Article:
Yuki Tsunoda says he is working on his tyre management limitation along with handling of the F1 car while in dirty air, which was better in British GP.

For AlphaTauri’s Tsunoda, in his rookie year, it really is all about adapting to F1 and the intricacies of the same. Its been decent so far where he has scored 10 points, which includes a debut points finish in Bahrain and an impressive seventh at Baku.

He had another point scored in 10th in British GP, but that point was hard earned in more ways than one. A different weekend of course with FP1 only on Friday and then Qualifying, followed by FP2 and new Sprint Qualifying format following then.

One of the issues Tsunoda stated that he has had so far has been within tyre management and an inconsistent balance – especially in the dirty air of a car. For Silverstone, AlphaTauri tried a number of new initiatives, which appeared to help him in the right direction.

“I just focused on my tyre management [at the start of the weekend],” said Tsunoda to written media. “I had a very good confidence for tyre management at Silverstone. So, I just tried to stick to the plan. I expected it was going to be tough for following the car behind. I tried to manage the tyres as much as possible.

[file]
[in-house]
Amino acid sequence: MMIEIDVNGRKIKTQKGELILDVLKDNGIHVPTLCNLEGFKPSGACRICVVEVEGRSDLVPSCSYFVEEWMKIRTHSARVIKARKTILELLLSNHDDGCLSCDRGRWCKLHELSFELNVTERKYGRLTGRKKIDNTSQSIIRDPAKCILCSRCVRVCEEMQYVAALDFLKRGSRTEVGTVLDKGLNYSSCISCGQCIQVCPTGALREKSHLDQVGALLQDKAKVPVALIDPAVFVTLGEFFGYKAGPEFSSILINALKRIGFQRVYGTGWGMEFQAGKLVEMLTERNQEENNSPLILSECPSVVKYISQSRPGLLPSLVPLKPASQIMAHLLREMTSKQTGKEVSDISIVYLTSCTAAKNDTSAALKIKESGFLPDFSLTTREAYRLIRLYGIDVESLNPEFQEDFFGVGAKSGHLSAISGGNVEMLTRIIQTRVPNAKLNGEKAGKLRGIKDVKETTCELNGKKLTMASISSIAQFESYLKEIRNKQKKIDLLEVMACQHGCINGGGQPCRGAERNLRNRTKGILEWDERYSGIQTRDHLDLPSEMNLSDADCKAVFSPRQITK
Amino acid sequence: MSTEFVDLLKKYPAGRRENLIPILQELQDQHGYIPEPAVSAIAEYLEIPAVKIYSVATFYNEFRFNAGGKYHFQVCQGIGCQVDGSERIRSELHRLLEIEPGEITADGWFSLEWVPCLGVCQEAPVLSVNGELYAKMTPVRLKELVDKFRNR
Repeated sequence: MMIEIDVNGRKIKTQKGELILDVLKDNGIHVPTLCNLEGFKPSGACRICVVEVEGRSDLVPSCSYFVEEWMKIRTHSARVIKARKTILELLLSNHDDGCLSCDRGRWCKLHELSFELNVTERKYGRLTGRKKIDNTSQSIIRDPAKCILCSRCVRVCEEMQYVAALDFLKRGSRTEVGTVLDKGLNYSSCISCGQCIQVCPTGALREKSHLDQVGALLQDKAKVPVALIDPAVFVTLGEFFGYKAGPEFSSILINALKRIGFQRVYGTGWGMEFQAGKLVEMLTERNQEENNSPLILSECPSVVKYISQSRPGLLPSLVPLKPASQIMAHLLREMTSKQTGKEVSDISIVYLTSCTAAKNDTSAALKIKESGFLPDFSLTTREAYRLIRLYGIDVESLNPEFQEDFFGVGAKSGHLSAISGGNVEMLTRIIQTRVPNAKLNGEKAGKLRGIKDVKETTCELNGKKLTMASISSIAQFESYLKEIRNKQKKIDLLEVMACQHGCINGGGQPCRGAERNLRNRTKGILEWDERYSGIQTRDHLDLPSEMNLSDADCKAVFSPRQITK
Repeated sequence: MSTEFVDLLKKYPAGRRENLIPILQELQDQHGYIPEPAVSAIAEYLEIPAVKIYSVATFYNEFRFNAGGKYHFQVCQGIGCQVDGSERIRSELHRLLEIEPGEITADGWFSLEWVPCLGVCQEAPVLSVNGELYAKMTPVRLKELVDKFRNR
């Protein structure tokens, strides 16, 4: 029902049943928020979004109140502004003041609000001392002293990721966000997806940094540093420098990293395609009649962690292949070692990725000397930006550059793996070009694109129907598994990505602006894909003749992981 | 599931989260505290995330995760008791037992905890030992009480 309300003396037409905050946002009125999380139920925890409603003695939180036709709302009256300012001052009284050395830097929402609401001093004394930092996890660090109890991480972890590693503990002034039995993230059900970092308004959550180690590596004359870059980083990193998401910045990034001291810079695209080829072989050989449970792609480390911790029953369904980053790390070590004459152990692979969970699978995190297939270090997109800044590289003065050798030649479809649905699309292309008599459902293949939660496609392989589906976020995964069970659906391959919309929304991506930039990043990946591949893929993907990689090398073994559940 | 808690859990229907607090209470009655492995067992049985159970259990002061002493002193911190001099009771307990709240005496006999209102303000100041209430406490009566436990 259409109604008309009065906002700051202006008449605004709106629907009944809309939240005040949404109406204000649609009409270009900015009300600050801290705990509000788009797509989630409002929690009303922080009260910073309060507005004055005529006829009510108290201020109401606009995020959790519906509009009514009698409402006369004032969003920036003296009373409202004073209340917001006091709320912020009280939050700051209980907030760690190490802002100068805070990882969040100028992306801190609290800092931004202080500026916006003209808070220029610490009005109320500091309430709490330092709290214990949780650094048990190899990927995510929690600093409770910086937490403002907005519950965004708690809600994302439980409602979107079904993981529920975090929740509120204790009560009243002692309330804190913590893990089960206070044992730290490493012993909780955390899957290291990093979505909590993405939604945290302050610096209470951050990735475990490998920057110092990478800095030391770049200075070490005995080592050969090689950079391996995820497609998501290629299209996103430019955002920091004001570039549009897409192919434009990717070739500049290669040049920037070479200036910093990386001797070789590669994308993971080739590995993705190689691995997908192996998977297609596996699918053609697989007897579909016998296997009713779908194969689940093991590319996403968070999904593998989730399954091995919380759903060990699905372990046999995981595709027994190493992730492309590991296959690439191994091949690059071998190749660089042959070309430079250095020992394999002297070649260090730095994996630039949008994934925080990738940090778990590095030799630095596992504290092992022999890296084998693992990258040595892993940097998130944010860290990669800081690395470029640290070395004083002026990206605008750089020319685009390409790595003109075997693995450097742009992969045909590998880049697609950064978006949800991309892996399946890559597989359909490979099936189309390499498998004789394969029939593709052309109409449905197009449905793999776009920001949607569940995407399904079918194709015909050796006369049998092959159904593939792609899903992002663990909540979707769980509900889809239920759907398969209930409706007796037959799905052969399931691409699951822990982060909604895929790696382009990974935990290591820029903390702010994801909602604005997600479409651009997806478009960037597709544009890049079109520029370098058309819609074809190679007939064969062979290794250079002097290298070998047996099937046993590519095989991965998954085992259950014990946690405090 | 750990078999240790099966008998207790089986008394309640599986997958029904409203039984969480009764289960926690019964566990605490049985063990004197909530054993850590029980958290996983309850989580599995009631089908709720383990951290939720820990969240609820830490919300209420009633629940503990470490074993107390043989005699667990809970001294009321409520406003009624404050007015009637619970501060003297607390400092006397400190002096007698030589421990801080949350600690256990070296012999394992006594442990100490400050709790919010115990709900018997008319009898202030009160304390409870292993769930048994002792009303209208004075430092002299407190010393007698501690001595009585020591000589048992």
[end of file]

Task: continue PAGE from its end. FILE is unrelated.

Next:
“When I got free air I just tried to push as much as I could and that worked well for the strategy, especially first stint. That was it,” summed up Tsunoda, who then explained about his troubles following a car, which he is still learning.

“Free air is really good, I think,” said Tsunoda. “In free air, I was always having a quite neutral balance. But as soon as I got dirty air, I was having an inconsistent balance a lot and I was struggling to drive properly. So, we have to work hard there to have more overtakes or whatever. That’s the main limitation for now.”

In fairness, all cars should be running well in clean air, or free as Tsunoda states. However, a number of other drivers did advise of serious enough issues with dirty air on Sunday in the race. As a race though, Silverstone appears to have been a race that he drove well in.

He drove consistently but not just that, he drove smartly and intelligently and with his head as opposed to his feet. He worked the car well, knew when to push, knew when to be conservative. In short, he worked the car well.

“I think for the tyre management, it was really good,” said Tsunoda. “I think the last race in Austria, I was saving too much and I was just too slow. I tried to improve this for Silverstone. First stint I pushed flat out almost, especially after second stint and I changed to hard tyre. With a little bit more tyre management, it all worked well for here. I just keep that experience and use it for the future.”

For Hungary next week, what Tsunoda may consider once more is comparing and contrasting his British GP to the previous race at the Red Bull Ring and how he managed tyres and air.  He is learning and learning fast.

The article was written by Neil Farrell

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